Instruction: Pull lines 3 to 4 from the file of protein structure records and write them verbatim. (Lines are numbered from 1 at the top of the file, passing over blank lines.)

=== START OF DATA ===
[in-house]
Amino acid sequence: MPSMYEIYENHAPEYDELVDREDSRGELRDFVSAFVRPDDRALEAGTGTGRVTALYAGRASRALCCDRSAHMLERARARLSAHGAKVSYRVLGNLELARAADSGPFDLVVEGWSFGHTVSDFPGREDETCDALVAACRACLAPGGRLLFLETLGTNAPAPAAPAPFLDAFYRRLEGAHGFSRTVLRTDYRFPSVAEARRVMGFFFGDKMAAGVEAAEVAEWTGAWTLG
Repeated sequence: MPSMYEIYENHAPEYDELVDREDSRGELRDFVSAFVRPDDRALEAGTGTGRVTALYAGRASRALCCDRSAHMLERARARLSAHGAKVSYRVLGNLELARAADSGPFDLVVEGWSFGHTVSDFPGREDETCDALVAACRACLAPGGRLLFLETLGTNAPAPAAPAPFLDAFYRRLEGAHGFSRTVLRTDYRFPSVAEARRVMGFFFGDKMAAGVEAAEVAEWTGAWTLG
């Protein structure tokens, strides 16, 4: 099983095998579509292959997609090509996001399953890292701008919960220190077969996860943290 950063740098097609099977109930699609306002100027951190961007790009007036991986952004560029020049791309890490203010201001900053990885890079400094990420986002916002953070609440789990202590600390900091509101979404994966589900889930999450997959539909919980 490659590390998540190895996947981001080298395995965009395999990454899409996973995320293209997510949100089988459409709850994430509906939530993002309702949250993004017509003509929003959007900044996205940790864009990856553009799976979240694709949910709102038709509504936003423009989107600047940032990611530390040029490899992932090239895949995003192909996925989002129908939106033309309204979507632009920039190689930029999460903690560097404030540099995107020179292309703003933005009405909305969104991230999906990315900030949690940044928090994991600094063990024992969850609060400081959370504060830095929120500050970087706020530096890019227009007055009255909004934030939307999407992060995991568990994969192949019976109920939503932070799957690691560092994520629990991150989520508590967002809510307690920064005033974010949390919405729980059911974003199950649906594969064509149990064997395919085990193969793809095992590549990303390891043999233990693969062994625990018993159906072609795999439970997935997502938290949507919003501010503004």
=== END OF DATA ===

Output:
Repeated sequence: MPSMYEIYENHAPEYDELVDREDSRGELRDFVSAFVRPDDRALEAGTGTGRVTALYAGRASRALCCDRSAHMLERARARLSAHGAKVSYRVLGNLELARAADSGPFDLVVEGWSFGHTVSDFPGREDETCDALVAACRACLAPGGRLLFLETLGTNAPAPAAPAPFLDAFYRRLEGAHGFSRTVLRTDYRFPSVAEARRVMGFFFGDKMAAGVEAAEVAEWTGAWTLG
């Protein structure tokens, strides 16, 4: 099983095998579509292959997609090509996001399953890292701008919960220190077969996860943290 950063740098097609099977109930699609306002100027951190961007790009007036991986952004560029020049791309890490203010201001900053990885890079400094990420986002916002953070609440789990202590600390900091509101979404994966589900889930999450997959539909919980 490659590390998540190895996947981001080298395995965009395999990454899409996973995320293209997510949100089988459409709850994430509906939530993002309702949250993004017509003509929003959007900044996205940790864009990856553009799976979240694709949910709102038709509504936003423009989107600047940032990611530390040029490899992932090239895949995003192909996925989002129908939106033309309204979507632009920039190689930029999460903690560097404030540099995107020179292309703003933005009405909305969104991230999906990315900030949690940044928090994991600094063990024992969850609060400081959370504060830095929120500050970087706020530096890019227009007055009255909004934030939307999407992060995991568990994969192949019976109920939503932070799957690691560092994520629990991150989520508590967002809510307690920064005033974010949390919405729980059911974003199950649906594969064509149990064997395919085990193969793809095992590549990303390891043999233990693969062994625990018993159906072609795999439970997935997502938290949507919003501010503004």